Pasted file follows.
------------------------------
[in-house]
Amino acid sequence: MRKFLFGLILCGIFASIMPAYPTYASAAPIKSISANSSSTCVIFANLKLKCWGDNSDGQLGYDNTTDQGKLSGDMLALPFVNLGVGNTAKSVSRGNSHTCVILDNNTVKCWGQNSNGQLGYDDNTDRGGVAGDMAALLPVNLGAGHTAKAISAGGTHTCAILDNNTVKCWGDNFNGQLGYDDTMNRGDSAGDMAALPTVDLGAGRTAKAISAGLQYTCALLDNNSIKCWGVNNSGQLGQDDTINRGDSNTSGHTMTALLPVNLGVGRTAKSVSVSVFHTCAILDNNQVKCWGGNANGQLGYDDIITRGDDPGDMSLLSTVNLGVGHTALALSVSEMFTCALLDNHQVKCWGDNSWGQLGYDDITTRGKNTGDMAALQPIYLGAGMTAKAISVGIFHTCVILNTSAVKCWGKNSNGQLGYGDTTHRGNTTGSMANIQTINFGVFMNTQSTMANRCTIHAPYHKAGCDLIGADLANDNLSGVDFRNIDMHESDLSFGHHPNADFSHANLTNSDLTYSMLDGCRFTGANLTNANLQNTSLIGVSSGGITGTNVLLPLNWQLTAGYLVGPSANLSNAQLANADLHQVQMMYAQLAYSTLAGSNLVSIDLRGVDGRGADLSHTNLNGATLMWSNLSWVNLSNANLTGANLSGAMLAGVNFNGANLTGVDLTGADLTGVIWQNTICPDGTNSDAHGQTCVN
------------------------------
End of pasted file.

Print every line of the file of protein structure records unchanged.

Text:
[in-house]
Amino acid sequence: MRKFLFGLILCGIFASIMPAYPTYASAAPIKSISANSSSTCVIFANLKLKCWGDNSDGQLGYDNTTDQGKLSGDMLALPFVNLGVGNTAKSVSRGNSHTCVILDNNTVKCWGQNSNGQLGYDDNTDRGGVAGDMAALLPVNLGAGHTAKAISAGGTHTCAILDNNTVKCWGDNFNGQLGYDDTMNRGDSAGDMAALPTVDLGAGRTAKAISAGLQYTCALLDNNSIKCWGVNNSGQLGQDDTINRGDSNTSGHTMTALLPVNLGVGRTAKSVSVSVFHTCAILDNNQVKCWGGNANGQLGYDDIITRGDDPGDMSLLSTVNLGVGHTALALSVSEMFTCALLDNHQVKCWGDNSWGQLGYDDITTRGKNTGDMAALQPIYLGAGMTAKAISVGIFHTCVILNTSAVKCWGKNSNGQLGYGDTTHRGNTTGSMANIQTINFGVFMNTQSTMANRCTIHAPYHKAGCDLIGADLANDNLSGVDFRNIDMHESDLSFGHHPNADFSHANLTNSDLTYSMLDGCRFTGANLTNANLQNTSLIGVSSGGITGTNVLLPLNWQLTAGYLVGPSANLSNAQLANADLHQVQMMYAQLAYSTLAGSNLVSIDLRGVDGRGADLSHTNLNGATLMWSNLSWVNLSNANLTGANLSGAMLAGVNFNGANLTGVDLTGADLTGVIWQNTICPDGTNSDAHGQTCVN